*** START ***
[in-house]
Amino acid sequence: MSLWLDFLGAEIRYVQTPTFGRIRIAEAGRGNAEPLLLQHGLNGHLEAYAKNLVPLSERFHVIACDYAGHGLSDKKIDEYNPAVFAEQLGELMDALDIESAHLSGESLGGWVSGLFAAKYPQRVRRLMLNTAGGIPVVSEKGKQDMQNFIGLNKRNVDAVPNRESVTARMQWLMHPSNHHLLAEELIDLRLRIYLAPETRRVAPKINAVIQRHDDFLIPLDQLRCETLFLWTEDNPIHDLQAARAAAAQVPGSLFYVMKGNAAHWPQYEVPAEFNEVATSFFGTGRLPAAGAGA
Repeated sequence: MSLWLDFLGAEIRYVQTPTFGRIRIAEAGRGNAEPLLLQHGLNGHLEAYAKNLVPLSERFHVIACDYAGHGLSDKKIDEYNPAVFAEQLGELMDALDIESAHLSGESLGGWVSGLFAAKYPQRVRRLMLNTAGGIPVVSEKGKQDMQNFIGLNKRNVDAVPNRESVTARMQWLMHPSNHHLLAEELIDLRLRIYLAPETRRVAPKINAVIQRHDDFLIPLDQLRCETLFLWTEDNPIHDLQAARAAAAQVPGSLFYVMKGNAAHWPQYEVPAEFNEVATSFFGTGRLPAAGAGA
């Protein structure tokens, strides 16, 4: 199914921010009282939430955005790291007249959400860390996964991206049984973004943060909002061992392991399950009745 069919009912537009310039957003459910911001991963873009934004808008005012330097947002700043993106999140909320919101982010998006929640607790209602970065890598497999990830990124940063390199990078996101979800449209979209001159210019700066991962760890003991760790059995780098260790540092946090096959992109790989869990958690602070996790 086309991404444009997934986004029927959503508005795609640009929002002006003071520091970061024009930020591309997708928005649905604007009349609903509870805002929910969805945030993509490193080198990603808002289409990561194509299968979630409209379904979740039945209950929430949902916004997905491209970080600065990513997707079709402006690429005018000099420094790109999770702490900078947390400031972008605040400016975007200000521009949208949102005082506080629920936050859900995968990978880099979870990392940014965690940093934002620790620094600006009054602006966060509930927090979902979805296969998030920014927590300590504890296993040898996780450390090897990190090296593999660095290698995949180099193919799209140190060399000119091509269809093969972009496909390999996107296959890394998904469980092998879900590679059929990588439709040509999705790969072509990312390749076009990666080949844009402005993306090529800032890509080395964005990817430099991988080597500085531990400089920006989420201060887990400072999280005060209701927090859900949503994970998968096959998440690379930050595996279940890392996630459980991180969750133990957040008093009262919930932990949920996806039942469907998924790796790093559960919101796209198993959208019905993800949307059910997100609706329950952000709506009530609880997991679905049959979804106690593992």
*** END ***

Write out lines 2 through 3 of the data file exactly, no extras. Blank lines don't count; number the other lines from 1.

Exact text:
Amino acid sequence: MSLWLDFLGAEIRYVQTPTFGRIRIAEAGRGNAEPLLLQHGLNGHLEAYAKNLVPLSERFHVIACDYAGHGLSDKKIDEYNPAVFAEQLGELMDALDIESAHLSGESLGGWVSGLFAAKYPQRVRRLMLNTAGGIPVVSEKGKQDMQNFIGLNKRNVDAVPNRESVTARMQWLMHPSNHHLLAEELIDLRLRIYLAPETRRVAPKINAVIQRHDDFLIPLDQLRCETLFLWTEDNPIHDLQAARAAAAQVPGSLFYVMKGNAAHWPQYEVPAEFNEVATSFFGTGRLPAAGAGA
Repeated sequence: MSLWLDFLGAEIRYVQTPTFGRIRIAEAGRGNAEPLLLQHGLNGHLEAYAKNLVPLSERFHVIACDYAGHGLSDKKIDEYNPAVFAEQLGELMDALDIESAHLSGESLGGWVSGLFAAKYPQRVRRLMLNTAGGIPVVSEKGKQDMQNFIGLNKRNVDAVPNRESVTARMQWLMHPSNHHLLAEELIDLRLRIYLAPETRRVAPKINAVIQRHDDFLIPLDQLRCETLFLWTEDNPIHDLQAARAAAAQVPGSLFYVMKGNAAHWPQYEVPAEFNEVATSFFGTGRLPAAGAGA